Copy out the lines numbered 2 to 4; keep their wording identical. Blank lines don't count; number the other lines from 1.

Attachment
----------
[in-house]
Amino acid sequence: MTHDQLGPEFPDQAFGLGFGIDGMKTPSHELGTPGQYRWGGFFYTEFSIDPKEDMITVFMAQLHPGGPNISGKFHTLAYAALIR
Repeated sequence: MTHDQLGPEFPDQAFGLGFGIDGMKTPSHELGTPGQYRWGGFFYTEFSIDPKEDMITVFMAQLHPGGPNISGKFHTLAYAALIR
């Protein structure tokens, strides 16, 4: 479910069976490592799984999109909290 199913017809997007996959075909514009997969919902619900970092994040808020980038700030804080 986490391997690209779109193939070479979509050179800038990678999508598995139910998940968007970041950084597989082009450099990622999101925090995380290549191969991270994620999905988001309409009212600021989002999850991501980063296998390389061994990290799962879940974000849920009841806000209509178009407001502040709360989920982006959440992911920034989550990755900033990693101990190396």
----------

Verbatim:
Amino acid sequence: MTHDQLGPEFPDQAFGLGFGIDGMKTPSHELGTPGQYRWGGFFYTEFSIDPKEDMITVFMAQLHPGGPNISGKFHTLAYAALIR
Repeated sequence: MTHDQLGPEFPDQAFGLGFGIDGMKTPSHELGTPGQYRWGGFFYTEFSIDPKEDMITVFMAQLHPGGPNISGKFHTLAYAALIR
């Protein structure tokens, strides 16, 4: 479910069976490592799984999109909290 199913017809997007996959075909514009997969919902619900970092994040808020980038700030804080 986490391997690209779109193939070479979509050179800038990678999508598995139910998940968007970041950084597989082009450099990622999101925090995380290549191969991270994620999905988001309409009212600021989002999850991501980063296998390389061994990290799962879940974000849920009841806000209509178009407001502040709360989920982006959440992911920034989550990755900033990693101990190396």